While fundraising overall has surged in recent years, far outpacing other university revenue sources, growth hasn’t been equitable across higher education institutions. Many colleges and universities have seen a slowdown in the past few years; about one-third are raising less now than they were even in the sluggish economy of the early 2010s.
What can explain these low fundraising returns amid so much wealth and opportunity? Our research at EAB shows that it comes down to how well institutional leaders can answer three critical questions:
- Do we have enough prospects in our fundraising base?
- Do we have the right resources for fundraising?
- Do we have the right priorities in our fundraising plans?
These three questions reflect the three constraints on fundraising growth: prospects, resources, and vision.
The Prospect Constraint: Capitalizing on a Growing Prospect Base
While the number of high-net-worth households has grown by nearly two-thirds since before the Great Recession, many fundraising teams are making unforced errors that lead to undercultivated prospect populations.
In particular, our research surfaced a tendency for advancement leaders to put the best prospects in the wrong portfolios, overload major gift officers with prospects that they don’t have capacity to cultivate, and prioritize alumni participation over pipeline development.
The Resource Constraint: Aligning Resources with Institutional Ambition
While prospects are necessary, a large prospect base alone is not sufficient. Indeed, our models show that nothing predicts fundraising as well as the resources that a college or university puts into advancement.
On average, every net new full-time equivalent (FTE) adds over $1 million to an institution’s top-line fundraising totals. Yet amazingly, more than 70 percent of institutions have cut fundraising resources in the past five years—even before the pandemic arrived.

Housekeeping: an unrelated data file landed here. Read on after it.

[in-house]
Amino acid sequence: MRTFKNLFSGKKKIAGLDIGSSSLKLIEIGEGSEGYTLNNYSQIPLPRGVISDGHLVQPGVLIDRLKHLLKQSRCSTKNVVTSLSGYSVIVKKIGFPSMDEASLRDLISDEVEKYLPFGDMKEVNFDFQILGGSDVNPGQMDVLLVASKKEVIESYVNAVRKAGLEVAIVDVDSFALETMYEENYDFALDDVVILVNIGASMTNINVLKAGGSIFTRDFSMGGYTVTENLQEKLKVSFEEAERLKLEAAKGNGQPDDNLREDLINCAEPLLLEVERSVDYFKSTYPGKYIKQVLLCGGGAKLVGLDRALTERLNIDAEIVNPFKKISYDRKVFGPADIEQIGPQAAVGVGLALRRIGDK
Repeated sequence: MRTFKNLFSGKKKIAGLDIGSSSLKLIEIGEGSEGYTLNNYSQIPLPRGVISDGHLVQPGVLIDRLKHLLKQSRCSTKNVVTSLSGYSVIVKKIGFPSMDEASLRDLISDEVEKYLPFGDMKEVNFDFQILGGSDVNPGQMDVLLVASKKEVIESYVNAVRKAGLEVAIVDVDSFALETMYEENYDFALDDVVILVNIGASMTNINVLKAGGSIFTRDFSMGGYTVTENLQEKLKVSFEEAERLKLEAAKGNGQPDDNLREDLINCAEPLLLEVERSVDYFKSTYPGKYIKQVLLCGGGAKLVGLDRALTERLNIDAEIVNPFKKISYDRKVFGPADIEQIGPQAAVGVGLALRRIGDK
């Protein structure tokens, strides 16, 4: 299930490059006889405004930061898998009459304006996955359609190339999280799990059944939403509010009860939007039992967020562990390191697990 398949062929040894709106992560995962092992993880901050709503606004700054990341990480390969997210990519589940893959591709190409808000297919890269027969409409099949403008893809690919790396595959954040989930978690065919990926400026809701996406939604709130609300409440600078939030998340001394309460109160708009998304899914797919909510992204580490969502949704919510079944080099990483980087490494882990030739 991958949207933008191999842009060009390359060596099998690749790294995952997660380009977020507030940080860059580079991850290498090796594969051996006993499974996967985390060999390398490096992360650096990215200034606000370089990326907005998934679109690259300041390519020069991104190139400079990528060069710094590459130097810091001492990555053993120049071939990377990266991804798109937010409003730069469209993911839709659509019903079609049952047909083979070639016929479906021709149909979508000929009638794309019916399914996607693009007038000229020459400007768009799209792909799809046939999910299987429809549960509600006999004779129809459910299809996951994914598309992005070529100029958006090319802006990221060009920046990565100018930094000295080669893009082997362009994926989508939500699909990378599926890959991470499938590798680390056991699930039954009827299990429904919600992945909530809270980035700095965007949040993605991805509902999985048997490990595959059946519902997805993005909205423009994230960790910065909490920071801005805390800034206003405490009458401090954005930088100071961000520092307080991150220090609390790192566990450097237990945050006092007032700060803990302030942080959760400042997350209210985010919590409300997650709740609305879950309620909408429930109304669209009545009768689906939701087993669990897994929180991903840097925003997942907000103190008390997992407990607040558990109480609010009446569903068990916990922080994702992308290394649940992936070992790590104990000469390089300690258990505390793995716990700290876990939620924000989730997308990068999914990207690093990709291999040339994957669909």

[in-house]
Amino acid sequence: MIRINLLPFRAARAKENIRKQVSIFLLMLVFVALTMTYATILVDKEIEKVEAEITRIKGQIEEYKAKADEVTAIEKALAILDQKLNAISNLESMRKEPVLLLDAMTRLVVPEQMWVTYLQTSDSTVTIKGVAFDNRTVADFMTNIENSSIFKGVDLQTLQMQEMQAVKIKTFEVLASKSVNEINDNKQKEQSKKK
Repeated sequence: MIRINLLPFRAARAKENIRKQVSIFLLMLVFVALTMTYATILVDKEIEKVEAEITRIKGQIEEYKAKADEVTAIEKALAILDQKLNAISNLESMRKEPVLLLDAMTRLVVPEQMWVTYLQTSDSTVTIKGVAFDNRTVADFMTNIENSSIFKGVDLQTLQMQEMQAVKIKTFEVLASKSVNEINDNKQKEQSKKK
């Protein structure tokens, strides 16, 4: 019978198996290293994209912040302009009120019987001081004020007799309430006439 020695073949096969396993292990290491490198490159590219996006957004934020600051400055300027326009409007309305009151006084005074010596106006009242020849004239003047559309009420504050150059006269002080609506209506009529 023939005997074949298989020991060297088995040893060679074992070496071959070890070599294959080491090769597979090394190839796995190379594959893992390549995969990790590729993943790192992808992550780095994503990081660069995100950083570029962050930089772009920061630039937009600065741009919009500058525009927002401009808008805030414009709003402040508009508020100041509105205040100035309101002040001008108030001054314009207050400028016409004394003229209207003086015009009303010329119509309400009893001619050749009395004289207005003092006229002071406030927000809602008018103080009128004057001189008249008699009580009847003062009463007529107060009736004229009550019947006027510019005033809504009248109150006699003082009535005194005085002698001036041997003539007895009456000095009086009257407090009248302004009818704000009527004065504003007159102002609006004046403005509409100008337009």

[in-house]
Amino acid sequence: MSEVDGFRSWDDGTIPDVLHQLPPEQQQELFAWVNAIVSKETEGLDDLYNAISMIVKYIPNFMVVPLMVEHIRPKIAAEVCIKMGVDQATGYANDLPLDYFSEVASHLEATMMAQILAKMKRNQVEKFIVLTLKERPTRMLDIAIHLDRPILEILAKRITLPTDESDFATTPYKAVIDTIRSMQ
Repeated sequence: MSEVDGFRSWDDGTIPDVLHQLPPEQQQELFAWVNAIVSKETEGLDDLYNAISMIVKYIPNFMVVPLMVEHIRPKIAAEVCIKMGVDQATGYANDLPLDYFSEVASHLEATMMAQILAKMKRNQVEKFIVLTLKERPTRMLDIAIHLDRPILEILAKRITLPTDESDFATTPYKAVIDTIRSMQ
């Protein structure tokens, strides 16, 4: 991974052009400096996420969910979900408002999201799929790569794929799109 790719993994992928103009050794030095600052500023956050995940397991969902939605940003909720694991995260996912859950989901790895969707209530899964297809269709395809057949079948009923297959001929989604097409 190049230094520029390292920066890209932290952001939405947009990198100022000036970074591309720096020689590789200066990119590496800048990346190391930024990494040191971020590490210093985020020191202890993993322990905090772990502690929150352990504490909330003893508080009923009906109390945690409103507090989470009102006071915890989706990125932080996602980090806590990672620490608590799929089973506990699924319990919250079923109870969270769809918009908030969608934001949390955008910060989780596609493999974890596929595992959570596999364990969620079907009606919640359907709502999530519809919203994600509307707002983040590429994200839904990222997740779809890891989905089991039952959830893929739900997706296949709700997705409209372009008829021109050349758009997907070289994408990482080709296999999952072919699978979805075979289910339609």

Thankfully, we seem to be entering a new era in which presidents’ and chancellors’ campaign ambitions inspire adequate investment in advancement. Still, investment without a smart, data-driven strategy about how to use those resources can lead to low returns and disappointed stakeholders.
Highly effective institutions invest not only in frontline positions but in support roles as well. They make sure to align their compensation and benefits with market realities to attract (and retain) the best talent. Lastly, they make sure to broaden their recruiting networks to bring more high-potential candidates into the industry.
The Vision Constraint: Creating Pathways for Transformative Impact
Philanthropy has been revolutionized in recent years by the emergence of impact-driven donor-investors—a new type of ultra-high-net-worth donors who give to whichever organization will help them change the world, irrespective of their previous connection to it.
For many institutions, the emergence of the donor-investor has thrown into stark relief the inadequacies of their fundraising vision. Generic priorities and transactional asks dominate campaign materials and solicitation strategies. Rare is the campaign pillar that donors can’t find at nearly any other institution.
Our research has surfaced best-practice institutions that are recasting their fundraising priorities and campaign pillars around transformative impact, extending those inspiring giving opportunities to pipeline donors as well as those giving major and principal gifts, and reorganizing their teams so their frontline officers are focused on the most visionary multidisciplinary asks they can be making.
The years to come undoubtedly will bring more volatility. Higher education leaders must be absolutely certain they are doing everything they can to loosen the constraints holding back their fundraising growth to ensure they are poised to weather the storm
Jeff Martin is senior director, research at EAB.
Opinions expressed in AGB blogs are those of the authors and not necessarily those of the institutions that employ them or of AGB.